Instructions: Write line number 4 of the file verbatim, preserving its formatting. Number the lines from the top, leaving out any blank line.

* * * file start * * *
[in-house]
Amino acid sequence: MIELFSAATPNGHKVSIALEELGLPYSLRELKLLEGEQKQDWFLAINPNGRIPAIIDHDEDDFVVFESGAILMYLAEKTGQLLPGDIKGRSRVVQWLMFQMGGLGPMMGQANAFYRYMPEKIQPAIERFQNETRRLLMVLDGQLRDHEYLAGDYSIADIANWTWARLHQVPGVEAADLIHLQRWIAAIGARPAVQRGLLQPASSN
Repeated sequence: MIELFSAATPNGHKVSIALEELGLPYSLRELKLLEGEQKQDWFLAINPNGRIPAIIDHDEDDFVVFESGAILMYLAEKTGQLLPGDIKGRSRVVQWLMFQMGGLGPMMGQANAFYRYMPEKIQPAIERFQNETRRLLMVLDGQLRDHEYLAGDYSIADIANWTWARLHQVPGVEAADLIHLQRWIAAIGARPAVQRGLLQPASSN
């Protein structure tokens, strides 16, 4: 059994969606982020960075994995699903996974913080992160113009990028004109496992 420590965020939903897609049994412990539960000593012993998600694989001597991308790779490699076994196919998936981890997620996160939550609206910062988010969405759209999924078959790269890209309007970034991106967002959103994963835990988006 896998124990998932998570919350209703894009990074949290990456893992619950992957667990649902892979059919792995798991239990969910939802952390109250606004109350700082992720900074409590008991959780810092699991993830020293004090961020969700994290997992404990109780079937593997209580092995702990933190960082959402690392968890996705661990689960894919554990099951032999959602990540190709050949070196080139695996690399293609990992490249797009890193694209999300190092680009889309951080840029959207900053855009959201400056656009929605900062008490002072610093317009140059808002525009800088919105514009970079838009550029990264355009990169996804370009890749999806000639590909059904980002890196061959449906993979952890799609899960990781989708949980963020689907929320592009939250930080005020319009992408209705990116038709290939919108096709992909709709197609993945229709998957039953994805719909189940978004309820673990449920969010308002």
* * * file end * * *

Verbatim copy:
């Protein structure tokens, strides 16, 4: 059994969606982020960075994995699903996974913080992160113009990028004109496992 420590965020939903897609049994412990539960000593012993998600694989001597991308790779490699076994196919998936981890997620996160939550609206910062988010969405759209999924078959790269890209309007970034991106967002959103994963835990988006 896998124990998932998570919350209703894009990074949290990456893992619950992957667990649902892979059919792995798991239990969910939802952390109250606004109350700082992720900074409590008991959780810092699991993830020293004090961020969700994290997992404990109780079937593997209580092995702990933190960082959402690392968890996705661990689960894919554990099951032999959602990540190709050949070196080139695996690399293609990992490249797009890193694209999300190092680009889309951080840029959207900053855009959201400056656009929605900062008490002072610093317009140059808002525009800088919105514009970079838009550029990264355009990169996804370009890749999806000639590909059904980002890196061959449906993979952890799609899960990781989708949980963020689907929320592009939250930080005020319009992408209705990116038709290939919108096709992909709709197609993945229709998957039953994805719909189940978004309820673990449920969010308002």